1. I don't think you're giving humankind even 1000 years ago enough credit in both their ability to observe and communicate accurately, and that they would confuse a giant flightless bird resembling an Ostrich with that of a giant flying raptor is a stretch.

    Stephanoaetus mahery, the Madagascan crowned eagle... how large a wingspan was this in comparison to a Teratorn I wonder?

    Don't ignore the modern reports of Thunderbirds or the historical lore/accounts handed down by Native Americans which perhaps are tales of an existing (or existing into recent modern times)or related species of Argintavis Magnificences, which lived up to 6 to 8 million years ago, also known at the Teratorn. Teratorns are the largest known flying bird that ever existed, with a wingspan of up to 25 feet.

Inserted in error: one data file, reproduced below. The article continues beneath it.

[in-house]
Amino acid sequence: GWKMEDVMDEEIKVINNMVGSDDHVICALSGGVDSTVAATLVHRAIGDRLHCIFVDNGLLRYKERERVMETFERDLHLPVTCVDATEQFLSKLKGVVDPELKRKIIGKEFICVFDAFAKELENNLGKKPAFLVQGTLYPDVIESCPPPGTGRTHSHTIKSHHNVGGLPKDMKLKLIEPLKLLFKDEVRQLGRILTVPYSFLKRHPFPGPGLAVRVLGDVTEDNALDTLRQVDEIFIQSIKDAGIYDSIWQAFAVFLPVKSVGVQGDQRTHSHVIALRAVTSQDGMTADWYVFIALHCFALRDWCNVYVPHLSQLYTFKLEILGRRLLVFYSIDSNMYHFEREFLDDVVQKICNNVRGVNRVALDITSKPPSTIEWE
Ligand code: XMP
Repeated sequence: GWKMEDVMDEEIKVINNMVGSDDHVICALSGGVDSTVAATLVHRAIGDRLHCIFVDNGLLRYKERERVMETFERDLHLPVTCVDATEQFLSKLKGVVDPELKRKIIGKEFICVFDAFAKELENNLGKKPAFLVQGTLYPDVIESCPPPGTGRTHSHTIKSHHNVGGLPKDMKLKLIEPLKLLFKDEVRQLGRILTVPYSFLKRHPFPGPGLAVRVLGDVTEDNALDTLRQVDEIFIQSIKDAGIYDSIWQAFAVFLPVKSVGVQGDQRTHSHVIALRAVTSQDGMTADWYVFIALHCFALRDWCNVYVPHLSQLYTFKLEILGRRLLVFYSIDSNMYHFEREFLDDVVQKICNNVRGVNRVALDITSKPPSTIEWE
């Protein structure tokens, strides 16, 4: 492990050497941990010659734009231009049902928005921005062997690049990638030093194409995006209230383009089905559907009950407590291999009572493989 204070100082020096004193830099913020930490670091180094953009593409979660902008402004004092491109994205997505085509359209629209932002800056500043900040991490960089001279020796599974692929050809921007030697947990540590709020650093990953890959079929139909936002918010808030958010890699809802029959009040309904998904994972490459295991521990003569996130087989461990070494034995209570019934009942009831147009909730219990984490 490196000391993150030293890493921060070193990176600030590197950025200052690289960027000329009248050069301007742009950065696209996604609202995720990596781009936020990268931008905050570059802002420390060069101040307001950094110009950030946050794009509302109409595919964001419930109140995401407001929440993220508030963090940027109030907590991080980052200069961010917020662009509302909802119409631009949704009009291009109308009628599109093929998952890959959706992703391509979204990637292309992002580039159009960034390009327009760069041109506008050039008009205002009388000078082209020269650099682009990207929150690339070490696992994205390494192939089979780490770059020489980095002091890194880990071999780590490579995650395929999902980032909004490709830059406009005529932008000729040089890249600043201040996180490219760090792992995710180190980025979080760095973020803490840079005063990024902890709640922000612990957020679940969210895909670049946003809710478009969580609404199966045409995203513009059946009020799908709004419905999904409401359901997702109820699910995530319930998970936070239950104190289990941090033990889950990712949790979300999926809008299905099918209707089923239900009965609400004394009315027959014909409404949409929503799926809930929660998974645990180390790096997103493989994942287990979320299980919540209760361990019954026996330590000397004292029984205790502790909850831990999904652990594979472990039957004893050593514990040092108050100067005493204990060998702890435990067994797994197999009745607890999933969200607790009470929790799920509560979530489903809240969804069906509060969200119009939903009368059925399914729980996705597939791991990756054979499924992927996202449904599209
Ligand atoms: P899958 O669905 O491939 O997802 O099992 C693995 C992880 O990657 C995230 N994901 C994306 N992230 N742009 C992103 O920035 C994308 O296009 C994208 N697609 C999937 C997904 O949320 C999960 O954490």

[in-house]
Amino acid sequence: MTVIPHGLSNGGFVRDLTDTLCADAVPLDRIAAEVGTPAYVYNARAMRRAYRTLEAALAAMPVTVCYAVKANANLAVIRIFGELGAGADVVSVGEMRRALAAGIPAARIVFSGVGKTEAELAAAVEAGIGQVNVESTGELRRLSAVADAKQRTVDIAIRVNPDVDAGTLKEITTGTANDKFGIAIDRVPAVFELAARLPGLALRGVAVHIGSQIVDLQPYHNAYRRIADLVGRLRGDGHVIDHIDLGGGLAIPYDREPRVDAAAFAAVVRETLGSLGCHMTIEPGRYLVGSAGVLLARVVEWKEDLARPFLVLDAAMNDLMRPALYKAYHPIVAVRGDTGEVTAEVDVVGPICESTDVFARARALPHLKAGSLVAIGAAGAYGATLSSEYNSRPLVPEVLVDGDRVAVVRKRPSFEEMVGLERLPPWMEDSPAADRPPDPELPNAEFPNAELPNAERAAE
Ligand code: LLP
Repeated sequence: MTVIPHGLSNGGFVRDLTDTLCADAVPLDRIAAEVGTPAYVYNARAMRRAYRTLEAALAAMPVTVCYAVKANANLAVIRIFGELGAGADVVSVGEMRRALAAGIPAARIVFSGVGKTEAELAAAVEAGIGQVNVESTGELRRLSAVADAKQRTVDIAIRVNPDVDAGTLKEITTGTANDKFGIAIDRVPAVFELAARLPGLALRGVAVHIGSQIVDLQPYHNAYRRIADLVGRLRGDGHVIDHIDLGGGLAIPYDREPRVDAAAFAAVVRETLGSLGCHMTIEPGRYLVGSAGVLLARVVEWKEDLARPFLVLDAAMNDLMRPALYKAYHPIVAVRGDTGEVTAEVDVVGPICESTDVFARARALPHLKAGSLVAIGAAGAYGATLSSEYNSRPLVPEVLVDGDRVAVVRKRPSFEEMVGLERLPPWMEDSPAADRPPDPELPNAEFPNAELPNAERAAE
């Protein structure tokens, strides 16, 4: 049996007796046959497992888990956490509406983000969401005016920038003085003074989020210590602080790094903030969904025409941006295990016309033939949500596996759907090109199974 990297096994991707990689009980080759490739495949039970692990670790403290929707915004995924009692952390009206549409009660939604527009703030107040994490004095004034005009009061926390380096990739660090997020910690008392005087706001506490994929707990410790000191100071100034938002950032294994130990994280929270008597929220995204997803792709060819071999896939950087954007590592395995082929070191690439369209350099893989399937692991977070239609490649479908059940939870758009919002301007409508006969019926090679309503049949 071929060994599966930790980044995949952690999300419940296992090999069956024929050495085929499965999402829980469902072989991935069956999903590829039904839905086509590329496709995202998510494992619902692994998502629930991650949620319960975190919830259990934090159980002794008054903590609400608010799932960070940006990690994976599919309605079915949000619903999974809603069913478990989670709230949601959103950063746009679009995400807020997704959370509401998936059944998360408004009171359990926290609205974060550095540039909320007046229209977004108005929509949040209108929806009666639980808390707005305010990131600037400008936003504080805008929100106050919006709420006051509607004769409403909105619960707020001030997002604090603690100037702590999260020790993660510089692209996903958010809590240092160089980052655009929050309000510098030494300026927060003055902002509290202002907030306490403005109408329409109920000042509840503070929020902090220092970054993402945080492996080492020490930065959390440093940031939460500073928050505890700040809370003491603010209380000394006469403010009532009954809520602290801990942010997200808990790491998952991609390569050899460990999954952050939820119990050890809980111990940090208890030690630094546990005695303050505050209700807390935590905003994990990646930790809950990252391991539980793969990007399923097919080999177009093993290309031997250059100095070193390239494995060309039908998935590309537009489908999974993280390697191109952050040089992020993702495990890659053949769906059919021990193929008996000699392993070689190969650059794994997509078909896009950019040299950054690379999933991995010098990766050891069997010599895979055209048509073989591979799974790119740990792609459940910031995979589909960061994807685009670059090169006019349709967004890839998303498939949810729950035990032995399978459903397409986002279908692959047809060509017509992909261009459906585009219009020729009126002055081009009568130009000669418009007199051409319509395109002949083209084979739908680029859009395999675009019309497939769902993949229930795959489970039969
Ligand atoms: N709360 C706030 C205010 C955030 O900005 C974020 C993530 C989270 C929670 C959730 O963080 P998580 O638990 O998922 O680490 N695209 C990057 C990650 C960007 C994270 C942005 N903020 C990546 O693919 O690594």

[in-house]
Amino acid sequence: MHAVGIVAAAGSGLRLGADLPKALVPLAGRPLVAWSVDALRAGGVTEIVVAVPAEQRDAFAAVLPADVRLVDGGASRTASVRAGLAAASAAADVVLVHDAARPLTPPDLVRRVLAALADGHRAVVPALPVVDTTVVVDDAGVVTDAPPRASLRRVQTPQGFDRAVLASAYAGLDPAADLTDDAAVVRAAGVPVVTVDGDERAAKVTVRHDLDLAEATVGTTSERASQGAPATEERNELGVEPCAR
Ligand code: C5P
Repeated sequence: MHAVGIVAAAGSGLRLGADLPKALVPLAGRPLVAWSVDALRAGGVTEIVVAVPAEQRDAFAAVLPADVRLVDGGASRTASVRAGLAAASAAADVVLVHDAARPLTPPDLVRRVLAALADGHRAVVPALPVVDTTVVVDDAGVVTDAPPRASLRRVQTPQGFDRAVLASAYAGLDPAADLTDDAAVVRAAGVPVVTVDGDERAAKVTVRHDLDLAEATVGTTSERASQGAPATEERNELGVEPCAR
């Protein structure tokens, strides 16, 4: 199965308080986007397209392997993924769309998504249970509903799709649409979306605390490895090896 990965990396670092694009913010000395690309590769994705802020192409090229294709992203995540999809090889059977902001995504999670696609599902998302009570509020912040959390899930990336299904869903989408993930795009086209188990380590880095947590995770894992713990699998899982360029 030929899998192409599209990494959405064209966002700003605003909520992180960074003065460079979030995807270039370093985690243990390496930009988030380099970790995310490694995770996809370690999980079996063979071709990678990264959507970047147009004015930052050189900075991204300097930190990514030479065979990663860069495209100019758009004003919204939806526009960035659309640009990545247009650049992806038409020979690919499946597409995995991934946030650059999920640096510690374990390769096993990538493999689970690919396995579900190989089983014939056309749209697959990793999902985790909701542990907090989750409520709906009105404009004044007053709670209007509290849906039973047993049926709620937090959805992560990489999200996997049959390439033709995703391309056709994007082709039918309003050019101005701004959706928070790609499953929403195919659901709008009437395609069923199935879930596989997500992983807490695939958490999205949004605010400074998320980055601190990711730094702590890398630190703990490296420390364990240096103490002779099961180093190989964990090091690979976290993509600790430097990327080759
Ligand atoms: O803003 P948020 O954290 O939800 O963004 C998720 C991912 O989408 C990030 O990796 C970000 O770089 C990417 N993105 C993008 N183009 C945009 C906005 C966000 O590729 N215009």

Feathers for thought!

  2. Thanks for your comments. Re the suggested link between the roc and Aepyornis: I was merely repeating a longstanding traditional idea mooted in zoological circles for decades, I was not proposing it as a new idea. On the contrary, like you I have always viewed this prospect with doubt, for the same reason as you, which is why the recent discovery of Madagascar's erstwhile giant crowned eagle is of such interest to me.

    As for the North American thunderbirds and their possible link to the teratorns - far from ignoring them, I've devoted a very lengthy, detailed section to this subject in my book In Search of Prehistoric Survivors (1995), though for various reasons given there I am not convinced that the two are directly linked.

  3. Good and factual article. Just one little problem...